Richard Lingeman is a senior editor of The Nation. His books include Small Town America: A Narrative History, 1620-Present; Don't You Know There's a War On? The American Home Front, 1941-1945; An American Journey: Theodore Dreiser (a two-volume biography, now available in one abridged paperback edition from John Wiley & Sons); Sinclair Lewis: Rebel From Main Street (Random House); Double Lives: American Writers’ Friendships (Random House), and, most recently, The Noir Forties: The American People from Victory to the Cold War (Nation Books).
With a dry, sharp, ironic voice—Christopher Hitchens graced The Nation’s pages from 1978 to 2006. The best of his articles, columns and reviews are collected here.
A must-see exhibit at New York's School of Visual Arts looks back on the inimitable satirist's sixty years of work.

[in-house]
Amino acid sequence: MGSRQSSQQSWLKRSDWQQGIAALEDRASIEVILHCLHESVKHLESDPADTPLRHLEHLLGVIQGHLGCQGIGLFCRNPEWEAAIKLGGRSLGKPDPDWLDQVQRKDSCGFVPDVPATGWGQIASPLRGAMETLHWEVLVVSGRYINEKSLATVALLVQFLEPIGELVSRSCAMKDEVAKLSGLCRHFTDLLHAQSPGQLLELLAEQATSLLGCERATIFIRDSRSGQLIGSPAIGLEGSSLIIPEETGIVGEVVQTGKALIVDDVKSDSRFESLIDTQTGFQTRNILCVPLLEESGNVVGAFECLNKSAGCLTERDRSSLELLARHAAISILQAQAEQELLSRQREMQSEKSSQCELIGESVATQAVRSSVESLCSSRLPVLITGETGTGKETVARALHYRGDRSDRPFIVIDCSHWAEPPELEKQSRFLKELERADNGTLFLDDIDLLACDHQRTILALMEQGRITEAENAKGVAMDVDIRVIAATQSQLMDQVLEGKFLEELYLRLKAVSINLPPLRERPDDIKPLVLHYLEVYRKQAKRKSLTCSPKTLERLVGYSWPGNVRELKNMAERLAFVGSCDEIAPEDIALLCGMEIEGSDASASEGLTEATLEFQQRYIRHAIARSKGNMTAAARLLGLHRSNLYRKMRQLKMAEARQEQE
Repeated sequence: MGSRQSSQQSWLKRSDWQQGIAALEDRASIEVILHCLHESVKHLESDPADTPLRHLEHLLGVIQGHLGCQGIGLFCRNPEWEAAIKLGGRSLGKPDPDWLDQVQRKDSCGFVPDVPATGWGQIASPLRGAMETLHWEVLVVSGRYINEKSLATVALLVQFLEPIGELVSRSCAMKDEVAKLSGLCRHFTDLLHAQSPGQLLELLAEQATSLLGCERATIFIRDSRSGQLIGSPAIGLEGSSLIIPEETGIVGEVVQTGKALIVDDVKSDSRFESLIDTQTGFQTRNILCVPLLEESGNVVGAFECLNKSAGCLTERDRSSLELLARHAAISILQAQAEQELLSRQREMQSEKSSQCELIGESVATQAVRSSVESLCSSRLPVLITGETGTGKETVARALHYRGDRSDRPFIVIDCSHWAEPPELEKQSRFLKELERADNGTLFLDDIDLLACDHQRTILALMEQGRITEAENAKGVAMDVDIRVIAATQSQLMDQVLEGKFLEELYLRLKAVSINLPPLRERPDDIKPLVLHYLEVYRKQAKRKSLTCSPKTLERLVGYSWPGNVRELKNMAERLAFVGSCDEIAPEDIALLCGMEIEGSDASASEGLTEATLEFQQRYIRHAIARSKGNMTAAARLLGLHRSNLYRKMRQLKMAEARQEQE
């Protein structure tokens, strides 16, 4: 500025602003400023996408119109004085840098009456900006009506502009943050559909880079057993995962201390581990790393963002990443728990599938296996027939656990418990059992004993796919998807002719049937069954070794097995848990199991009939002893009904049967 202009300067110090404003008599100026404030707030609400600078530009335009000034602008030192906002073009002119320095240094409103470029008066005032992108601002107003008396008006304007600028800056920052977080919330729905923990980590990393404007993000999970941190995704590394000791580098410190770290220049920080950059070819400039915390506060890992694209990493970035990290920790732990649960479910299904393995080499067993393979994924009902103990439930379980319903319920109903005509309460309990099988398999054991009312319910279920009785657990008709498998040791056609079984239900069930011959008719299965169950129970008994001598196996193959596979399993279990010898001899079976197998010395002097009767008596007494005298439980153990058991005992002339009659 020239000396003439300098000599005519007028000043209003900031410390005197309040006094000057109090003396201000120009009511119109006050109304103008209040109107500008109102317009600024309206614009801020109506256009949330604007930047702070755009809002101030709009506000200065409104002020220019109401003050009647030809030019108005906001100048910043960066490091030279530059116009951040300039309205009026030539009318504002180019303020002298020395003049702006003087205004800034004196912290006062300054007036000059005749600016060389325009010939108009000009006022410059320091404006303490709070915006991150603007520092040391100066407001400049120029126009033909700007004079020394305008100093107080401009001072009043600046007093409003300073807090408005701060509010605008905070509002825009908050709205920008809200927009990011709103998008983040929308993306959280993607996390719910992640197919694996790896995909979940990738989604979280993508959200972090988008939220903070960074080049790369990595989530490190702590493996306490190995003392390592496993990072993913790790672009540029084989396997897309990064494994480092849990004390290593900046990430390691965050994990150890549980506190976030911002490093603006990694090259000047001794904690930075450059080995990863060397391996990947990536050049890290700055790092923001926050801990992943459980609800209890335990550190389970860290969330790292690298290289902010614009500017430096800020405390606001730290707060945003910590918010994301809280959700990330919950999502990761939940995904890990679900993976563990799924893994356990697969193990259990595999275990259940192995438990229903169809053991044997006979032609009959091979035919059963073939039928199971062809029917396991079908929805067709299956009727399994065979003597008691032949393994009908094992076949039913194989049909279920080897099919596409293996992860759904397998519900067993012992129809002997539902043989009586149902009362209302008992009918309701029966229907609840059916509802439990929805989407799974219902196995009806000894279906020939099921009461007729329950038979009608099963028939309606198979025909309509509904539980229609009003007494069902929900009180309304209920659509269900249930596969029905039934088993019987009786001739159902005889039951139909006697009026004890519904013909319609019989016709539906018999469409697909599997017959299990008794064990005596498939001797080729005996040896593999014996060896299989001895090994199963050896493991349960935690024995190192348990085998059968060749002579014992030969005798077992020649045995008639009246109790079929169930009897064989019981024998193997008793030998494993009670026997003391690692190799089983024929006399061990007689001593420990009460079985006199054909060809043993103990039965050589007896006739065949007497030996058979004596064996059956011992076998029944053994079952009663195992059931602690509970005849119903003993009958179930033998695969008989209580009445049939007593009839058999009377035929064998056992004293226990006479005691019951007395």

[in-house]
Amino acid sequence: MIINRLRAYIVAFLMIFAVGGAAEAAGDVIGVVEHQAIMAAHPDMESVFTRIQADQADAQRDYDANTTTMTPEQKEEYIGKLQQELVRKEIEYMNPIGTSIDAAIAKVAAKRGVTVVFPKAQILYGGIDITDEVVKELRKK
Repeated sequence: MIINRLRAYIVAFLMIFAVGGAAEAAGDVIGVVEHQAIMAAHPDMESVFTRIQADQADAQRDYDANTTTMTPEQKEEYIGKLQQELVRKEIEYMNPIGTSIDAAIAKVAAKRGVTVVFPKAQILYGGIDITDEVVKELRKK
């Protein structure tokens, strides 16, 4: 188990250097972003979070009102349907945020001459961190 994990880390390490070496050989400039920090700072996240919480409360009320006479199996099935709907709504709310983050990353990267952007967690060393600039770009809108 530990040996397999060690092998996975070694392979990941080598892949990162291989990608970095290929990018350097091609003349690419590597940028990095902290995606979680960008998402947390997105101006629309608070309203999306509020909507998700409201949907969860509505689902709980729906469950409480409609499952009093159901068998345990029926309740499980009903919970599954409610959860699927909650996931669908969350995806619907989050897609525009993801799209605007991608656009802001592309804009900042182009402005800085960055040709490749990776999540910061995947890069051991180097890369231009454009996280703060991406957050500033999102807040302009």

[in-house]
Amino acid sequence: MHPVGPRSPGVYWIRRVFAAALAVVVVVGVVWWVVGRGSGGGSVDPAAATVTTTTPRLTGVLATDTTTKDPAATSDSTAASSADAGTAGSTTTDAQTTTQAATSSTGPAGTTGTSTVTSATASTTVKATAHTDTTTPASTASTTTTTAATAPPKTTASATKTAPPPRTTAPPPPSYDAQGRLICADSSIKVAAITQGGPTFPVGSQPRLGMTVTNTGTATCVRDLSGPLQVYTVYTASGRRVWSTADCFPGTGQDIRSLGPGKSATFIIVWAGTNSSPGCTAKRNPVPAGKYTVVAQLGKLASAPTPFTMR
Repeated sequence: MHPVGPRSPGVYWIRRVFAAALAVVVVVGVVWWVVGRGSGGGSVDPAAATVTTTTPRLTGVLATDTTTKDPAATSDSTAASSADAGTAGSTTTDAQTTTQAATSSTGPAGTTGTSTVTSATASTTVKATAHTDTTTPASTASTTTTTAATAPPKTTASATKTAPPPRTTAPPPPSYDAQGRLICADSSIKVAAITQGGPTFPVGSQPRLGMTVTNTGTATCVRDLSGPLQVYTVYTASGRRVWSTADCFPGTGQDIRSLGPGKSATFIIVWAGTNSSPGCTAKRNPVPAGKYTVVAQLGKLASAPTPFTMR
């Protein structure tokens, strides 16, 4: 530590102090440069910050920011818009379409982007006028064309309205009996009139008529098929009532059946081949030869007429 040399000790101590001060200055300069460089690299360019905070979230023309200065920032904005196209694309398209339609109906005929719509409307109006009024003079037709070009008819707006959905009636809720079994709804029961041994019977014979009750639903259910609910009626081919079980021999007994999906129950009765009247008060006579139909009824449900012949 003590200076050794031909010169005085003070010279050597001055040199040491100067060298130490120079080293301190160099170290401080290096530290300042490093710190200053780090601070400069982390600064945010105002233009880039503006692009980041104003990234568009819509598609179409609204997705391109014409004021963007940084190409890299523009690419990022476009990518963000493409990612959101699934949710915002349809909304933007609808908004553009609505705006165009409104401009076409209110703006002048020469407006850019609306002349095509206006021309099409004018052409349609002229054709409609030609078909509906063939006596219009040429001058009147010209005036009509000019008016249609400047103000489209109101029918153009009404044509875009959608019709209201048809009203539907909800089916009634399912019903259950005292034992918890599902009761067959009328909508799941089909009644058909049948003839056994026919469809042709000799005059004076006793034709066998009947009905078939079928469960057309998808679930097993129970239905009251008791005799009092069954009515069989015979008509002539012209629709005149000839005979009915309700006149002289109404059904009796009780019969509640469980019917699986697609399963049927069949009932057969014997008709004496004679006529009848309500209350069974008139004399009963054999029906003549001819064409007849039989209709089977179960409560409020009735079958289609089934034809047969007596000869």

The clever, impassioned homemade signs dotting Zuccotti Park recall the work of Bertolt Brecht.
How The Nation's special issue on the bureau brought down the wrath of J. Edgar Hoover.
In Ralph Nader's new utopian novel, "only the super-rich can save us."
Obama shouldn't tone down his rhetoric on contentious subjects like racial profiling and executive bonuses. In fact he should emulate politicians of the past who often went off script with stirring results.
Like a veteran door-to-door salesman, Ronald Reagan is a huckster, only instead of vacuum cleaners, he peddles fear--so successfully that he is now president of the United States.
In Literary Lives, caricaturist Edward Sorel tells all and then
some about giants like Yeats, Proust, Hellman and Jung within the
humble frame of a comic strip.
A political nightmare, with a scriptural spin, tells the true story of
two nefarious lords and their faithful servant.